Assemblywoman Barbara Clark (D-Queens Village) joined members of the Queens Village Civic Association Friday to unveil two green-and-white wooden welcome signs in Queens Village Veterans Plaza as part of a nearly three-year revitalization project of the area.The signs are the result of the efforts of Amelia Kent and Rose Olsen, both on the board of directors of the Queens Village Civic Association. They are tangible signs of the economic revitalization that is slowly taking place in Queens Village, due in large part to the efforts of the civic association, Clark and others.Olsen, a trustee of the civic association and a resident of Queens Village for more than 50 years, remembers when the neighborhood was a thriving community and retail center for the surrounding area. She said that fashionable women from all over Queens used to come to Queens Village to go shopping on Jamaica Avenue Ñ "The Avenue," as it was called then Ñ and sit with baby carriages and their purchases in the plaza, gossiping with friends.Olsen pointed out a building across the street from the park that used to house Woolworth's, a great draw for the people of the area. The building is now home to a Baskin Robbins, a laundromat, a 99-cent store and some other shops.But the prosperity did not last, she said. Woolworth's closed, people moved away. The schools became overcrowded, businesses failed and the neighborhood declined, she said. Recently, though, things have begun to look up.Nassagar Ramgarib, president of the civic association, said that when he moved to Queens Village more than 25 years ago, there were lights strung up around the plaza and Christmas music playing 24 hours a day during the holiday season."Seven years ago," he said, "Christmas came and went, and you couldn't tell it was Christmas."The civic association decided to do something. It bought two Christmas banners to hang over Jamaica Avenue and went to Clark to request funds for more. Clark was happy to help. She gave $1,000 for the purchase of four more banners, bringing the total up to six. Businesses on Jamaica Avenue took a cue from the publicly funded banners and bought holiday banners of their own."When you walk down the street now during the holiday season, you see banners on every pole" from the Cross Island Parkway to Francis Lewis Boulevard, Ramgarib said.Since that time, area businesses have taken a more active role in the community. Clark said that Lewis Bank and other local businesses were working with her to arrange a meeting in late August to re-establish a chamber of commerce and sound out the possibility of establishing a business improvement district. Ramgarib said that there used to be a very active chamber of commerce in the neighborhood, but it had been "on hiatus" of late.The signs are part of the effort to promote economic growth and increase business investment in Queens Village. Kent and Olsen had seen similar signs in other neighborhoods and decided that Queens Village needed plywood-and-paint manifestations of the welcome signs of revitalization. "These signs give you a feeling of welcome and belonging," Clark said.And at least one man demonstrated that sense of belonging in his community: While Clark was talking, a grizzled man with a cane, recognizing the assemblywoman, approached."Two years ago, I received a letter from you that we should all chip in," John Kaiser said. "Since I got that letter I've sent 18 kids to camp from my building. That letter inspired me."Kaiser said he has a friend who runs a camp in New Jersey for underprivileged kids. He acquired passes for the camp and gave them to children in his building on 210th Street. Clark has done a lot to clean up the community, he said. Just 10 years ago, one couldn't walk down the street without seeing drugs and prostitutes, he said."Barbara Clark got elected, and all of a sudden she got the cops to clean up the streets. It inspired me to do something decent for the kids."In the 30 years he has lived in Queens Village, "Barbara Clark is the best thing that happened here."Barbara Clark smiled and thanked Kaiser. "That's what makes it all worthwhile," she said. Although the neighborhood is not back to where it used to be, "You always keep working on it."Ramgarib nodded. "You have to."Reach editorial intern Cassidy Knowlton by e-mail at news@times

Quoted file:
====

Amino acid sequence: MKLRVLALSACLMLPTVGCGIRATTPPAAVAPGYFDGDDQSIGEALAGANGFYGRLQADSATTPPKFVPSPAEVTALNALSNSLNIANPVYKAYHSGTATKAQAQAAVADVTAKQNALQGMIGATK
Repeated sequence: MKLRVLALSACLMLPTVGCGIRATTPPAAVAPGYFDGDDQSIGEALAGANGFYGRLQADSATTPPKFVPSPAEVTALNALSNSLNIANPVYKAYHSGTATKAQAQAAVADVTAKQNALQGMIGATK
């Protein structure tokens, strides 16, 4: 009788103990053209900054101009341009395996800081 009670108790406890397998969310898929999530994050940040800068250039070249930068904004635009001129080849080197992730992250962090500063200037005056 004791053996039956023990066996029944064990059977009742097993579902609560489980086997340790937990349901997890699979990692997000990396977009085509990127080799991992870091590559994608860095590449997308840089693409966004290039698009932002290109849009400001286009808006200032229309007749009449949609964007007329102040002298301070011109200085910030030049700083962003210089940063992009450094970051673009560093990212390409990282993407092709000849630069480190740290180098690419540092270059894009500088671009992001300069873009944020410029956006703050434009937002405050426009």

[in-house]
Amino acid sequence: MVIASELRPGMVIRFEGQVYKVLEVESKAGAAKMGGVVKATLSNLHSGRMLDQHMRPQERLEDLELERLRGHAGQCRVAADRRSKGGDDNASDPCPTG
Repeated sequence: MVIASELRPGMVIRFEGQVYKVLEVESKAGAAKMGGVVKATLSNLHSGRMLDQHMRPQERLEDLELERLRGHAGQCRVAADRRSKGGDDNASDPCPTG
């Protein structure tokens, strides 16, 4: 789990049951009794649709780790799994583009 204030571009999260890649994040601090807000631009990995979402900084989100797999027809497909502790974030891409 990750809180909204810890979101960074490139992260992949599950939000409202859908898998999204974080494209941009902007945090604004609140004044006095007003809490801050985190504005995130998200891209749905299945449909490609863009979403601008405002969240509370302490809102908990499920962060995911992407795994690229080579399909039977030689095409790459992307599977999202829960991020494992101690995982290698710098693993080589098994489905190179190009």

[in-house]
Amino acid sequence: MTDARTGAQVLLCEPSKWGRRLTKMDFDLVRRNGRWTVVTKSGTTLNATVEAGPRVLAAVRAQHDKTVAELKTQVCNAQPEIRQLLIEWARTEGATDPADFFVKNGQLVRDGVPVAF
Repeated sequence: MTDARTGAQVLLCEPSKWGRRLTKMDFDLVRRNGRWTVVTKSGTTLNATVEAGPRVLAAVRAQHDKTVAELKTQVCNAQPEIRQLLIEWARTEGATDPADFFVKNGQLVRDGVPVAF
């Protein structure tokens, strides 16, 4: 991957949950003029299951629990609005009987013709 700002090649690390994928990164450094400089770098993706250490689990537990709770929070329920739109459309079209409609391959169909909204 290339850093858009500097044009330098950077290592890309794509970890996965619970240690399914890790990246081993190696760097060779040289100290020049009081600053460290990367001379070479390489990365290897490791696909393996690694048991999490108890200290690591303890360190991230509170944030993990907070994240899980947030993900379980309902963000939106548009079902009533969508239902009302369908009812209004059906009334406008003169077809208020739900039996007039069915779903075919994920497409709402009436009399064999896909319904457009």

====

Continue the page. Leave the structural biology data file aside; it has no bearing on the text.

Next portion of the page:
©2004 Community News Group
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